There are times when you need to delete files in the Linux terminal. The
rm command lets you delete directories, files, symbolic links, and more. This in-depth guide shows you how to use the
rm command effortlessly.
Note: The rm command removes the file permanently without moving it to the Trash/Recycle Bin. Hence, ensure you fully understand the rm command, or you might end up losing your important files forever.
Knowing more about rm
To get started, you might want to use
--help to find out more about
rm and its usage:
How to Remove a Single File
You can remove a single file using the following command:
How to Remove Multiple Files
For removing multiple files, you only need to add the names of the files, separated with a space:
rm <filename1> <filename2> <filename3>.....
If you want to remove all the files with the same extension, you can use
* as the placeholder. For example, to remove all “.txt” files:
Similarly, to remove all files (with extension) in a directory, you can use:
How to Remove a Directory
For removing an empty directory, you can use the
-d option, or
rm -d <empty_directory_name>
For director with files, you have to use the
-r (recursive) option to remove a directory. This will also remove all files within the folder.
rm -r <directory_name>
Similarly, you can remove everything, including subfolders and the files within, from a directory:
rm -r *
Get a Prompt Before Removing a File
If you want to verify everything before removing any file, it is better to use the
-i option. This option shows a confirmation prompt before removing any file from the system.
rm -i <filename>
Once you execute the above command, the system will ask you to press Y or N to confirm your selection.
In case you are deleting more than three files with the rm command, please use the
-I option instead:
rm -I <filename1> <filename2> <filename3>.....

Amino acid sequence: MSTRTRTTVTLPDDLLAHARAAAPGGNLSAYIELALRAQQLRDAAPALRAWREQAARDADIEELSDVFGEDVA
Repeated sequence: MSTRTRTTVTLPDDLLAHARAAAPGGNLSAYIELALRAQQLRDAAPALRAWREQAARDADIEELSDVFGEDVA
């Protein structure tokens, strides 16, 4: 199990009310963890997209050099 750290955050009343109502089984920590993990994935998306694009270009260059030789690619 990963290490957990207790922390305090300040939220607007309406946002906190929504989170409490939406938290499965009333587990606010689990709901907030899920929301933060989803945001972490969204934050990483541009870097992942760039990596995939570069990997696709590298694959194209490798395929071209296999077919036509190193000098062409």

rm -I *.txt
Get a Message After Removing Files
-v option, the
rm command shows what is being done by the command:
rm -v <filename>
You can use both the
-i option to remove files interactively:
rm -vi <filename>
Remove a File Forcefully
-f option overrides any minor protection of a write-protected file to remove it forcefully.
rm -f <filename>
You can combine this with the
-r option to forcefully remove a directory and its subfolders.
rm -rf <directory_name>
-rf option coupled with
sudo can be a lethal command that can remove any/all files and folders in the system. Use it with care.
Remove a File Named with a Dash (-)
If you try to remove a file that has a dash in its name, you may get an error message.
To deal with the above error, please use a double dash (–) that works as an “end of options” instruction for a command in Linux:
rm -v -- -tech_info(sample_file).txt
Combine Rm with Xargs Command
You can combine the
rm command with the xargs command in Linux to delete many files efficiently. For instance, let’s delete the files listed in the info.txt file:
xargs rm < info.txt
Frequently Asked Questions
Is the rm command different from unlink?
unlink is a system call while
rm is a shell utility that call unlink. Fundamentally, they work the same to delete files from system, but they work differently.
Is the rm command available for macOS and Windows?
rm command is available in macOS. For Windows, the
rmdir command is available, but not the
rm command. To delete files in Windows command prompt, one have to use the
Do I need to use "sudo" with the rm command?
If you are only deleting your own files, or you are logged in as the root user, there is no need to use “sudo”. You will have to use “sudo” if you are deleting system files, or files owned by others.
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